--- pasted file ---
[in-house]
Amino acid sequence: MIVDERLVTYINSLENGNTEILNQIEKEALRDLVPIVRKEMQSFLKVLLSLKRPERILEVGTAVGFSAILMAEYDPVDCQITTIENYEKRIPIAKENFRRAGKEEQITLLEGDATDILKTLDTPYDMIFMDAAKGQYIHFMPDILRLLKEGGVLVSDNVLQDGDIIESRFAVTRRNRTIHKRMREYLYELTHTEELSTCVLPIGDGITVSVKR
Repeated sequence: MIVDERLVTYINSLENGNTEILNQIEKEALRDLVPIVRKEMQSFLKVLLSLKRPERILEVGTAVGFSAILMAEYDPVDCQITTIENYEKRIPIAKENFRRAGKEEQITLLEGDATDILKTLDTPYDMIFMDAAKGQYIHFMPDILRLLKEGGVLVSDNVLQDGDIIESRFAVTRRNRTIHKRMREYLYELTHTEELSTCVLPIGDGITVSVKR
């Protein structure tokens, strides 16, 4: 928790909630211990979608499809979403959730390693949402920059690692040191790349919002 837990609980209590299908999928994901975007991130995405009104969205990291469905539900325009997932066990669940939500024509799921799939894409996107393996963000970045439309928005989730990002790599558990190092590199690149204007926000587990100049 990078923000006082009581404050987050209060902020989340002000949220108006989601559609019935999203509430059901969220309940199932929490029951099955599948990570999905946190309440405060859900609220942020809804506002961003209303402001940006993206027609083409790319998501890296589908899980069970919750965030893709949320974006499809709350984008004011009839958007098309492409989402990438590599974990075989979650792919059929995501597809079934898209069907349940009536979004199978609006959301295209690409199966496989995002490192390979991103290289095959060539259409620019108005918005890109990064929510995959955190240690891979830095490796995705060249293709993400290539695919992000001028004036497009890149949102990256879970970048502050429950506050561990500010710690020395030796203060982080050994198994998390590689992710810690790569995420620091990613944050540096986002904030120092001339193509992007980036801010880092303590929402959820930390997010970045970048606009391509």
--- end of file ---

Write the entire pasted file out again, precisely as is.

[in-house]
Amino acid sequence: MIVDERLVTYINSLENGNTEILNQIEKEALRDLVPIVRKEMQSFLKVLLSLKRPERILEVGTAVGFSAILMAEYDPVDCQITTIENYEKRIPIAKENFRRAGKEEQITLLEGDATDILKTLDTPYDMIFMDAAKGQYIHFMPDILRLLKEGGVLVSDNVLQDGDIIESRFAVTRRNRTIHKRMREYLYELTHTEELSTCVLPIGDGITVSVKR
Repeated sequence: MIVDERLVTYINSLENGNTEILNQIEKEALRDLVPIVRKEMQSFLKVLLSLKRPERILEVGTAVGFSAILMAEYDPVDCQITTIENYEKRIPIAKENFRRAGKEEQITLLEGDATDILKTLDTPYDMIFMDAAKGQYIHFMPDILRLLKEGGVLVSDNVLQDGDIIESRFAVTRRNRTIHKRMREYLYELTHTEELSTCVLPIGDGITVSVKR
């Protein structure tokens, strides 16, 4: 928790909630211990979608499809979403959730390693949402920059690692040191790349919002 837990609980209590299908999928994901975007991130995405009104969205990291469905539900325009997932066990669940939500024509799921799939894409996107393996963000970045439309928005989730990002790599558990190092590199690149204007926000587990100049 990078923000006082009581404050987050209060902020989340002000949220108006989601559609019935999203509430059901969220309940199932929490029951099955599948990570999905946190309440405060859900609220942020809804506002961003209303402001940006993206027609083409790319998501890296589908899980069970919750965030893709949320974006499809709350984008004011009839958007098309492409989402990438590599974990075989979650792919059929995501597809079934898209069907349940009536979004199978609006959301295209690409199966496989995002490192390979991103290289095959060539259409620019108005918005890109990064929510995959955190240690891979830095490796995705060249293709993400290539695919992000001028004036497009890149949102990256879970970048502050429950506050561990500010710690020395030796203060982080050994198994998390590689992710810690790569995420620091990613944050540096986002904030120092001339193509992007980036801010880092303590929402959820930390997010970045970048606009391509």